Working outdoors exposes you to up to 10 times more UV (ultraviolet) radiation than indoor workers. Both employers and workers share a duty of care to reduce workplace exposure to UV radiation.

Depending on skin type, the body reacts differently to direct sunlight. Even if you enjoy the feeling of the sun on your skin, the sun can still be dangerous for you. Underestimating the dangers of UV radiation and extreme heat may have serious consequences, especially if our bodies are exposed to high temperatures for long periods of time.

This may result in sunstrokeheat exhaustion, or heatstroke, which could be fatal.

a thermometer displaying high temperatures

Protecting Workers

There are some practical approaches to protect workers. These include:

Protecting the Skin

Apply sunscreen before going outside to all exposed areas of skin. It should be at least SPF30. Remember to apply it to your ears, nose, and the back of your neck, as well as any exposed skin. Use a UV lip balm for your lips, as skin cancer can develop on lips too. Also remember to protect your eyes, as even clear safety glasses will decrease your UV exposure. Use sun cream generously and reapply regularly. Use together with shade and clothing.


It can be common for some workers to remove clothing items in hot weather to help them to cool down: however, this exposes them to risks. Remember that the correct PPE must always be worn, heat does not mean this vital safeguard can be disregarded. Wearing a bandanna or similar around the back of the neck could help to prevent overheating. Shorts can be worn but remember to apply suncream to exposed areas.

Hydrate and Rest

Workers should increase their water intake to increase hydration and reduce their intake of drinks containing caffeine as this acts as a diuretic and causes you to lose more fluids. The management team should be actively encouraging workers to drink water by offering breaks. Breaks should be in a shaded area with accessible water.

Rearrange Work Schedules

In the UK, the sun’s UV rays are the strongest between 11 am and 3 pm from mid-March to mid-October. During this time the sun may be strong enough to cause damage.

If practical, the management team should rearrange the work so that there is minimal high-intensity work completed outside during the hottest hours of the day. It is understandable that this may not always be possible.

Look after yourself and others.

When busy, it is easy to continue working, not taking your breaks, or to keep going when you are feeling unwell. It is important to look after yourself and others when working in the sun. If you start to feel groggy, get a drink and take a rest in a shaded area. If you notice your team or another worker looking ill or overheating, ask them to drink water and take a rest.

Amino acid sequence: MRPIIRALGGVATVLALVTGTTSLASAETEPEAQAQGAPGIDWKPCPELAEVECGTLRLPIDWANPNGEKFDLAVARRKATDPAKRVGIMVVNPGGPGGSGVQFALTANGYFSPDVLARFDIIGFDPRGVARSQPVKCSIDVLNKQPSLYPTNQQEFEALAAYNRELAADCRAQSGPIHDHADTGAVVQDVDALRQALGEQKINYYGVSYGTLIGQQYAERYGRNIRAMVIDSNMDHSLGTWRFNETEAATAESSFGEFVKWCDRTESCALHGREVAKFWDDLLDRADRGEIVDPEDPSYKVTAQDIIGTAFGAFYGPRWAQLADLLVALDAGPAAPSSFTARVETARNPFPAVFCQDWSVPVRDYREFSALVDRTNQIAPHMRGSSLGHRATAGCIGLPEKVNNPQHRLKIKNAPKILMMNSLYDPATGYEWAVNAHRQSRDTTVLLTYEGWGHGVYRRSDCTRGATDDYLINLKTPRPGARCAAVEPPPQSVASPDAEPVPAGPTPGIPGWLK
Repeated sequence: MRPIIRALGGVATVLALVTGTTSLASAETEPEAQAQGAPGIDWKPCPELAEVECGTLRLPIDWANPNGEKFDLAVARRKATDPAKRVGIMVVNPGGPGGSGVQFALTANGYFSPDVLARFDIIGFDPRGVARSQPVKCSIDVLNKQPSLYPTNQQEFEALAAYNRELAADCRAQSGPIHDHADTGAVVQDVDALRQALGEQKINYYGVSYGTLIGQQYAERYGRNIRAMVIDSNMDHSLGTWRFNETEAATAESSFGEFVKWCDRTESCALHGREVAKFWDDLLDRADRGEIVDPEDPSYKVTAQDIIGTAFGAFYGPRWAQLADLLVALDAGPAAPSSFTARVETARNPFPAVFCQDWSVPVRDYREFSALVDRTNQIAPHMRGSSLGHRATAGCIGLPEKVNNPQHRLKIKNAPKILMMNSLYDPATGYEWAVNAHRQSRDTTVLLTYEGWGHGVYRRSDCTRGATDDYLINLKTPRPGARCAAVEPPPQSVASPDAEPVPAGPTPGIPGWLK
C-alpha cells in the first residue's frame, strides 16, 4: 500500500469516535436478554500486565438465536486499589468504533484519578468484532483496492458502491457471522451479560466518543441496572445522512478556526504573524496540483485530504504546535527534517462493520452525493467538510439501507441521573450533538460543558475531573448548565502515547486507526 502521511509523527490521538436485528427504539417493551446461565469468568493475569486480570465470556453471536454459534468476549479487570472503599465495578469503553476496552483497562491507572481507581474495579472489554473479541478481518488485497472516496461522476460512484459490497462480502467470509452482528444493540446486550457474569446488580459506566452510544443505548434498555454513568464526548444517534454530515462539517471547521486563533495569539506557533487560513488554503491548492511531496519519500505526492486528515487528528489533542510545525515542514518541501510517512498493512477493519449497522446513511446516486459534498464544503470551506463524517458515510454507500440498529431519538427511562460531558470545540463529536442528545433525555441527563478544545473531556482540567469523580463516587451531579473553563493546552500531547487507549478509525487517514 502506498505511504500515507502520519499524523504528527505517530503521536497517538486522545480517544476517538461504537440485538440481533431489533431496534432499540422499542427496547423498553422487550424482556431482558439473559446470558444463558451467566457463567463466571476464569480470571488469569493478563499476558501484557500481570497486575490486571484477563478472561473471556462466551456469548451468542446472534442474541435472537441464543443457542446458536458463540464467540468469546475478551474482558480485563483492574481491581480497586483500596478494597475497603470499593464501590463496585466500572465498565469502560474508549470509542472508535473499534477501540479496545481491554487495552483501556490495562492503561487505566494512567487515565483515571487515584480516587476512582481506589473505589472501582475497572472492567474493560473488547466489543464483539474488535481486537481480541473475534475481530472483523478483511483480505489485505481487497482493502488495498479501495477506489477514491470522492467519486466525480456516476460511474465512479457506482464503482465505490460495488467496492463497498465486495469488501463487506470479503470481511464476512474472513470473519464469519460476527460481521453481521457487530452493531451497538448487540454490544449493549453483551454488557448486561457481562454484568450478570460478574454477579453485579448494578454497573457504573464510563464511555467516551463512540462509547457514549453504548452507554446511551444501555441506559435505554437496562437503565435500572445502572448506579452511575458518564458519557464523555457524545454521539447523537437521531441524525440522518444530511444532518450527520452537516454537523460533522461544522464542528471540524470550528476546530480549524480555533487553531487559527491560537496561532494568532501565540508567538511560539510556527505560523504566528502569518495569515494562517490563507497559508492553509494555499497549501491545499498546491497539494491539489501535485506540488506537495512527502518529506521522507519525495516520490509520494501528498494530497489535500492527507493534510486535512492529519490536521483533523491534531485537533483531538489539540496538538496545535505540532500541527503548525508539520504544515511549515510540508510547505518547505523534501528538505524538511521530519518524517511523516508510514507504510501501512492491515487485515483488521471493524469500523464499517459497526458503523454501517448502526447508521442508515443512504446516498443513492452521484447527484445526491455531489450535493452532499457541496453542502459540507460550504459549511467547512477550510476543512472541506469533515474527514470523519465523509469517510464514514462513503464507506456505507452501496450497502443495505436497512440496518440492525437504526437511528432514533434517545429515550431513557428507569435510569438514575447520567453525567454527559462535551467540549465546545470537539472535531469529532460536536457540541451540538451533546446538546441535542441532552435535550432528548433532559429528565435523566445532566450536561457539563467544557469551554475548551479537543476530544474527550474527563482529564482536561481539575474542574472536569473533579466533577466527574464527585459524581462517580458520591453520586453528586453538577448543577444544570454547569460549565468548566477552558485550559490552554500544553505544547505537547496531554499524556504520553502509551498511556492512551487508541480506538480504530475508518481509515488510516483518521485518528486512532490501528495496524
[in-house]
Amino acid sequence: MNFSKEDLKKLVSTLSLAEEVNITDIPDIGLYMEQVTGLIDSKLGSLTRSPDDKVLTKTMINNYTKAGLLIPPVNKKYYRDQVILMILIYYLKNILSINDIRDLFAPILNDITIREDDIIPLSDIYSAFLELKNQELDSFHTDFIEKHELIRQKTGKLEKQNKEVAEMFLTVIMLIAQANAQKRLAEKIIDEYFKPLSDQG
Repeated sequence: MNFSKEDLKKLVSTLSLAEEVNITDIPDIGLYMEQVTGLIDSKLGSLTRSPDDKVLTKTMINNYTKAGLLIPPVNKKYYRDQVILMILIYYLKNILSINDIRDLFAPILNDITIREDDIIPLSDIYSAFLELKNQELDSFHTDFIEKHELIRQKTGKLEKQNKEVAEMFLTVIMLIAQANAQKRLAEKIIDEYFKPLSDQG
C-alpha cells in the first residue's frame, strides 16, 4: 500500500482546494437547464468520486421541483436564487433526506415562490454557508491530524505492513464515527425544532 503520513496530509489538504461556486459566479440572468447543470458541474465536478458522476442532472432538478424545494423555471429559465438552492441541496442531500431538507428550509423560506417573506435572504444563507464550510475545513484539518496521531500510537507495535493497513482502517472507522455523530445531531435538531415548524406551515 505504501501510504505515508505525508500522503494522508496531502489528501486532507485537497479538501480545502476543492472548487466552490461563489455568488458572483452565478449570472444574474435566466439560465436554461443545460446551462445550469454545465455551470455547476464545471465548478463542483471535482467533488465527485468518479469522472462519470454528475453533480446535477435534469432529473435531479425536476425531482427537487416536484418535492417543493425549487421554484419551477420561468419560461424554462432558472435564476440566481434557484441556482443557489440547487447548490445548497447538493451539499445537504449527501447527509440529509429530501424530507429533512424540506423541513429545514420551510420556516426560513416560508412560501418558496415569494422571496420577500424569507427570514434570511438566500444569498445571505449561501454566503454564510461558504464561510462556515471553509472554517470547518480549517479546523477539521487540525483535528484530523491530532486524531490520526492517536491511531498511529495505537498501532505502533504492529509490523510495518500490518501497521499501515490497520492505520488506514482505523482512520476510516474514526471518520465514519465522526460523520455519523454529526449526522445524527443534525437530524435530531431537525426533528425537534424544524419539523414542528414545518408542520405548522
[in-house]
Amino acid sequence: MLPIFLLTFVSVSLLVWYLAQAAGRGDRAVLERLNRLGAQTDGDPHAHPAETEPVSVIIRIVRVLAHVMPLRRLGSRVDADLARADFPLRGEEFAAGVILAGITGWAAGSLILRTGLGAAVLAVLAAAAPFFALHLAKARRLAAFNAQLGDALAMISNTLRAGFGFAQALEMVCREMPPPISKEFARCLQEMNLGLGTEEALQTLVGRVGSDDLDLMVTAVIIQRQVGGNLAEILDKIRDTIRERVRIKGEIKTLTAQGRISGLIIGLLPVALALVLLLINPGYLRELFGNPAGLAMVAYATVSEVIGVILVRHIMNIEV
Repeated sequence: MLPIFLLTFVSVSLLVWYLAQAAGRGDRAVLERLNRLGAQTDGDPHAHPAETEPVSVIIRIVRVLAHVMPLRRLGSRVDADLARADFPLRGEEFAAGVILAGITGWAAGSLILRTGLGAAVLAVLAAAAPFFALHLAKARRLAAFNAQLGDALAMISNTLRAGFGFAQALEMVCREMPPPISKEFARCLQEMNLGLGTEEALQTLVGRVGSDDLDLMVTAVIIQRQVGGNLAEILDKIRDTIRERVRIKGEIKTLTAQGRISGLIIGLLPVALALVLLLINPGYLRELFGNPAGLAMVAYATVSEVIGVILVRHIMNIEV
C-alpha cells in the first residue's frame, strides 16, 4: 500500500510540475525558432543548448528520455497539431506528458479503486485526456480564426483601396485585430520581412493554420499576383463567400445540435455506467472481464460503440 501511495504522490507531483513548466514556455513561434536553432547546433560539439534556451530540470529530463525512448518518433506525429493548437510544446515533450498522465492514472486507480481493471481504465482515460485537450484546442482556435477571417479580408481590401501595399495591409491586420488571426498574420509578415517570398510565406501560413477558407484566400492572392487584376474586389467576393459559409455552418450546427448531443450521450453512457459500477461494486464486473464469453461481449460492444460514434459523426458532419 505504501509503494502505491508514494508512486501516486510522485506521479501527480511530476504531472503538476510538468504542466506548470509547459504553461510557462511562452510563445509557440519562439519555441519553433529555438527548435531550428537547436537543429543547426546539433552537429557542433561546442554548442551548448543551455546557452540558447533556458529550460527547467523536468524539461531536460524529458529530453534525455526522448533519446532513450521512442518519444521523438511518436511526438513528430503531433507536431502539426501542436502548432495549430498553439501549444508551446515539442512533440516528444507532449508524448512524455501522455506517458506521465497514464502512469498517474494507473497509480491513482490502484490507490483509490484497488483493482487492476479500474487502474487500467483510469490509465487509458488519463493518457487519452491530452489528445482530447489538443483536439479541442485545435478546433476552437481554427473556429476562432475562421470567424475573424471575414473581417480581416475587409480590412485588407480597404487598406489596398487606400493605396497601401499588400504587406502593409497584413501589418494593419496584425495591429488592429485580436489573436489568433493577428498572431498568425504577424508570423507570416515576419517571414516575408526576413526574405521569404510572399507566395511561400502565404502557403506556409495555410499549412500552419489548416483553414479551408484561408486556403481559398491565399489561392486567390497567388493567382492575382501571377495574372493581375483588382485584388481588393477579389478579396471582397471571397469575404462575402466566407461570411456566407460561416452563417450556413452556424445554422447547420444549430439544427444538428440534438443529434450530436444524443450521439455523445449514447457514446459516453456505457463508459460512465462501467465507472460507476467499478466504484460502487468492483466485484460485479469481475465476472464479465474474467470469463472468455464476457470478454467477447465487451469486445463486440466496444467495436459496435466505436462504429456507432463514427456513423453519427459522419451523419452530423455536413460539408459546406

railway workers in the sun

Protecting Workers

Risks with working in the sun include:

Heat Cramps

Heat Cramps cause muscles in the abdomen, arms, and calves to cramp and spasm. This is due to the loss of excessive water and salt from physical activity.

Treatment should include rest in a shaded area and drinking fluids with high sodium, calcium, and magnesium levels such as water and sports drinks. It should be noted that some sports drinks can be high in sugar.

Heat Exhaustion and Heat Stroke

Heat exhaustion is not always serious unless it progresses to heat stroke. Symptoms of heat exhaustion can include headache, dizziness, nausea/loss of appetite, excessive sweating (pale or clammy skin), cramps in the abdomen, arms, and legs, fast breathing, or an individual having a temperature of 38 degrees or more.

construction worker drinking water

What to do if someone is experiencing heat exhaustion

If you or someone around you is experiencing heat exhaustion you must follow these 4 steps:

  1. Move them to a cool place.
  2. Get them to lie down and raise their feet slightly.
  3. Get them to drink plenty of water. Sports or rehydration drinks are OK.
  4. A person can cool their skin with cold water. Cold packs around the armpits or neck can help to reduce heat.

Stay with them until they feel better. It is advisable to have a trained first aider close by. They should start to cool down and feel better within 30 minutes.

If they don’t start to feel better after this time has elapsed call the emergency services as they are showing signs of heatstroke, which can become very serious quickly. 

For more detailed information on working in the sun contact Optimum Safety on 01522 527544.

Published On: 14th June 2023 / Categories: Health and Safety / Tags: , /

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